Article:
• Once that is done the United States should find ways to quickly introduce neutral and credible observers into these areas to continuously confirm the initial findings, to monitor that the rebels are respecting the cease-fire with regime forces, and more importantly that the regime and allied forces do not attack rebel areas that have already been declared terrorist free.

  • In order to give this cease-fire teeth and staying power, the United States needs to make clear what actions it would take if the regime and its allies clearly violate the cease-fire against these areas. This could include political and diplomatic measures, but should ideally also include military measures ranging from providing approved rebels more ground-to-air missiles to possibly committing United States and allied air power to maintaining the cease-fire over non-terrorist rebel areas. The agreement allows that force can be used to enforce the cease-fire after "non-forcible means [are] exhausted."

  • This cease-fire possibly provides the first opportunity to de-escalate the Syrian civil war, at least between the regime and the opposition, and ease the horrific suffering of millions of Syrians. It is worth some quick follow-up diplomacy and a few long overdue robust U.S. commitments.  That it would also ease the refugee flows toward neighboring countries and Europe and help focus the fight more exclusively against ISIS and Nusra are added advantages.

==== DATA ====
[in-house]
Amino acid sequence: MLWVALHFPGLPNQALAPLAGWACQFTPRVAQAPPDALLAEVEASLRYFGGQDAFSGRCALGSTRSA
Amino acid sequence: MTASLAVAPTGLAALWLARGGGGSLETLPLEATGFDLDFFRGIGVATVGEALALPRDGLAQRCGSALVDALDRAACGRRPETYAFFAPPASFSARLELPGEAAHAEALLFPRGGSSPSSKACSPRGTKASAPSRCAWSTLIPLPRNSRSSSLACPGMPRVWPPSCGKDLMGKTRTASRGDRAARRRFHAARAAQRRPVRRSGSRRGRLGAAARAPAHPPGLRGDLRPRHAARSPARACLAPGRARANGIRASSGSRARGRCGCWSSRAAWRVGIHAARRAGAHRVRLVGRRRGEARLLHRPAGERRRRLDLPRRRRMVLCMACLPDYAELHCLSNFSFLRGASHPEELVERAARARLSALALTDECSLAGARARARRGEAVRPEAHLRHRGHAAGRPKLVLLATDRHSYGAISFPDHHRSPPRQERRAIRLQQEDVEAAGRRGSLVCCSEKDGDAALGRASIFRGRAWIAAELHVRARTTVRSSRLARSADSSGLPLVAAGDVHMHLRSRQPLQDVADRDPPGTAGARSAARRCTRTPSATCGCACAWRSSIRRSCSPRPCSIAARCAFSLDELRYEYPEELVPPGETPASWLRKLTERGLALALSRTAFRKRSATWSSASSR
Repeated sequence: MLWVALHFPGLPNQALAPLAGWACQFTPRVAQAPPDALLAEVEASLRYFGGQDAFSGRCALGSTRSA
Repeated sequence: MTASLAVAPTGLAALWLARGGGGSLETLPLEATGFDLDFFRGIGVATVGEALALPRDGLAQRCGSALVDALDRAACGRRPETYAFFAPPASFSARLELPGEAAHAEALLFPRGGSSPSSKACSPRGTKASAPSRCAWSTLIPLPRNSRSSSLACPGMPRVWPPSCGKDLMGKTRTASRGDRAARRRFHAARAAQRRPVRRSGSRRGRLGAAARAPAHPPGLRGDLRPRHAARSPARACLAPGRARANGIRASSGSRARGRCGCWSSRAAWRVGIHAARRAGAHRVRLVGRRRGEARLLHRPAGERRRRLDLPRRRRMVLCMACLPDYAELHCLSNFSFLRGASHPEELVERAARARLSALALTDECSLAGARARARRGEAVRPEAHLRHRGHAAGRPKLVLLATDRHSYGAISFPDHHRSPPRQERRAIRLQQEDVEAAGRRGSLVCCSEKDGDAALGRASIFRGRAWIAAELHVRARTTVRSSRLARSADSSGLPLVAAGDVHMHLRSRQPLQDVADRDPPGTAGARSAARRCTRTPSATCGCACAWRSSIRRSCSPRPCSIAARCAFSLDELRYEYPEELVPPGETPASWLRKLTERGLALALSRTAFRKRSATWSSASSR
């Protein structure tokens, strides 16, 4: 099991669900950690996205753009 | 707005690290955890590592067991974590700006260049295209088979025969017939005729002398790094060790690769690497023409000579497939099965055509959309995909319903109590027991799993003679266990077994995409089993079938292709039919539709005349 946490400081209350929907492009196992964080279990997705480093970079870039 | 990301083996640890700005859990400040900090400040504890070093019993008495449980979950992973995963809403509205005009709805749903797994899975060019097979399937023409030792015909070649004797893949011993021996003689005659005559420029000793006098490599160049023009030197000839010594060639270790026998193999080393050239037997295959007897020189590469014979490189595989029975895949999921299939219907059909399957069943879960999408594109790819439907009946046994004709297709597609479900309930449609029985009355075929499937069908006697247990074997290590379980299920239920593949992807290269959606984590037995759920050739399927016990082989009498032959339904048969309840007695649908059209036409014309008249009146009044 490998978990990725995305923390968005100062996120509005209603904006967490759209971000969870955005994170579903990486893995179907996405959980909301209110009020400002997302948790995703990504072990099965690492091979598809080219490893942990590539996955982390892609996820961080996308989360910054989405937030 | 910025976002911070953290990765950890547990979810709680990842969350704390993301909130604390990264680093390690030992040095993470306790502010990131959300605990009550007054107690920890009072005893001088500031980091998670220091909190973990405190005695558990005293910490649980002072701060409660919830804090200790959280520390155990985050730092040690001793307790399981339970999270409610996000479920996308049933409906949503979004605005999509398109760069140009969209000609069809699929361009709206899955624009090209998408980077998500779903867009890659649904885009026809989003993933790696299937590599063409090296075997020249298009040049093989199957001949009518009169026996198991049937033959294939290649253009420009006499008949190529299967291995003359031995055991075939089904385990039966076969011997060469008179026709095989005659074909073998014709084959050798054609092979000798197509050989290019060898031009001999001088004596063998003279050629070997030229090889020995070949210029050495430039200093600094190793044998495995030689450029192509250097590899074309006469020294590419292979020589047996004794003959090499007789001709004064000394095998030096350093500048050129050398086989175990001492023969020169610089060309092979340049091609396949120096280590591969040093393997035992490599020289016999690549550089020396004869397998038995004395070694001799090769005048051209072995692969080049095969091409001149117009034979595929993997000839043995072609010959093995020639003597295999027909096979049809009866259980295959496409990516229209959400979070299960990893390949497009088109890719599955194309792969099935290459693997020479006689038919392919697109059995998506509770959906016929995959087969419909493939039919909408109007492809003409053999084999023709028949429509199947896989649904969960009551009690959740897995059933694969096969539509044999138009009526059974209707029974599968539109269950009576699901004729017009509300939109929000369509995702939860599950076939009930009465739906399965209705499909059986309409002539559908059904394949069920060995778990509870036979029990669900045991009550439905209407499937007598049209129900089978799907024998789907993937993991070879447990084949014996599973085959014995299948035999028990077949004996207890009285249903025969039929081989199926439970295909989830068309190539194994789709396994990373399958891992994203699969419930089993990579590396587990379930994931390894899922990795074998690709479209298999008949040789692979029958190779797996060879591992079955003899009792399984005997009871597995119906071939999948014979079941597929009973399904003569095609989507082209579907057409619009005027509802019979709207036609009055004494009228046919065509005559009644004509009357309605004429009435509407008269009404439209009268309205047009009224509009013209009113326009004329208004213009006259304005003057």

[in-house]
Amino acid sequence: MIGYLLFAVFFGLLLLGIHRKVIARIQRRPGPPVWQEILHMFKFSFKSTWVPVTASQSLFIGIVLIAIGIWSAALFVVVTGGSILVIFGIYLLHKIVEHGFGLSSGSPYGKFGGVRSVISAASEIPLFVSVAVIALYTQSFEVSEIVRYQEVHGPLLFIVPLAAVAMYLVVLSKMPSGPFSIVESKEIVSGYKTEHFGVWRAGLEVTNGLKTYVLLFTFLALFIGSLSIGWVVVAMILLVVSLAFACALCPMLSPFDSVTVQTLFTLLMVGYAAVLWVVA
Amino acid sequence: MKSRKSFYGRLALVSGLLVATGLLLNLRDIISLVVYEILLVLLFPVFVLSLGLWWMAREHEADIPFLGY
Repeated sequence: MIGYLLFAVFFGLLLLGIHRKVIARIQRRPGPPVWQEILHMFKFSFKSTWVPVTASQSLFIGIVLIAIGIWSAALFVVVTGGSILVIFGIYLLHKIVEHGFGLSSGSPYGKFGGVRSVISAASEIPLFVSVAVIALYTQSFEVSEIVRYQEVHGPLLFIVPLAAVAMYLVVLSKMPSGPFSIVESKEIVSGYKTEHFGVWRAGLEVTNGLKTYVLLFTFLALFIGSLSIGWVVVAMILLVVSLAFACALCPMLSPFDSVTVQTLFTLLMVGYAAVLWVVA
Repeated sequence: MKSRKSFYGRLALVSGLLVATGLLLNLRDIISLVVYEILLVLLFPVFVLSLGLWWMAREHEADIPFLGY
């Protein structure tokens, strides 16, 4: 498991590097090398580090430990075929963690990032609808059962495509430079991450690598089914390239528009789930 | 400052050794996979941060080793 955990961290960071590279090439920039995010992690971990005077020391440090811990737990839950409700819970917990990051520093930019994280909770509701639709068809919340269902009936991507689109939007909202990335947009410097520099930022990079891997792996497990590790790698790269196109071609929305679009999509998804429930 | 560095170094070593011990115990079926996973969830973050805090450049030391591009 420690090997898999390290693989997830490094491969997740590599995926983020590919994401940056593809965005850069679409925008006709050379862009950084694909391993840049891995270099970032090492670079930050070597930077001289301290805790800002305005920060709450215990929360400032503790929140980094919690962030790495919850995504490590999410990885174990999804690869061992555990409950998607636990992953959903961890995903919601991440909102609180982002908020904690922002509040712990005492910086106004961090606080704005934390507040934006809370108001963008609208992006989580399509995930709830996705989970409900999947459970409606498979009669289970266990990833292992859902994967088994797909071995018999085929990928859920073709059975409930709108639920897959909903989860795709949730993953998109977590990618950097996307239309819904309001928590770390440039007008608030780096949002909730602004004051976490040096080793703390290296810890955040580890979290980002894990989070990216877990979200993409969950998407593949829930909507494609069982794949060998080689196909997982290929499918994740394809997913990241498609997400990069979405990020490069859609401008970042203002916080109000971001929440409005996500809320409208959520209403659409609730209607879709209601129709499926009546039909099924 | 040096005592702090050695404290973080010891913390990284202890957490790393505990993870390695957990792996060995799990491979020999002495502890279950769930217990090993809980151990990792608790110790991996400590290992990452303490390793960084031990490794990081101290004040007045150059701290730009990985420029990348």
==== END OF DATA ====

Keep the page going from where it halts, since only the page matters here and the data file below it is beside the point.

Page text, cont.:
Key Takeaways from Iran's Elections

Alex Vatanka
Senior Fellow

  • President Hassan Rouhani will feel vindicated by the results. His ability to secure a nuclear deal and turn a page in Iran’s relations with the outside world are huge successes, but as he looks forward to re-election in 2017, he needs to focus now on the economy. The hardliners will go after his government as a ‘government by the elite for the elite.’ This is a charge that can create plenty of headaches for Rouhani unless he translates Iran’s new engagement with the world into direct socio-economic benefits for the ordinary Iranian. That’s his key challenge, and one that he has a good chance to deliver on. The reality is, as long as Rouhani stays away from sensitive political reform, he will find that an Ayatollah Ali Khamenei willing to give him considerable leeway to pursue economic restoration at home.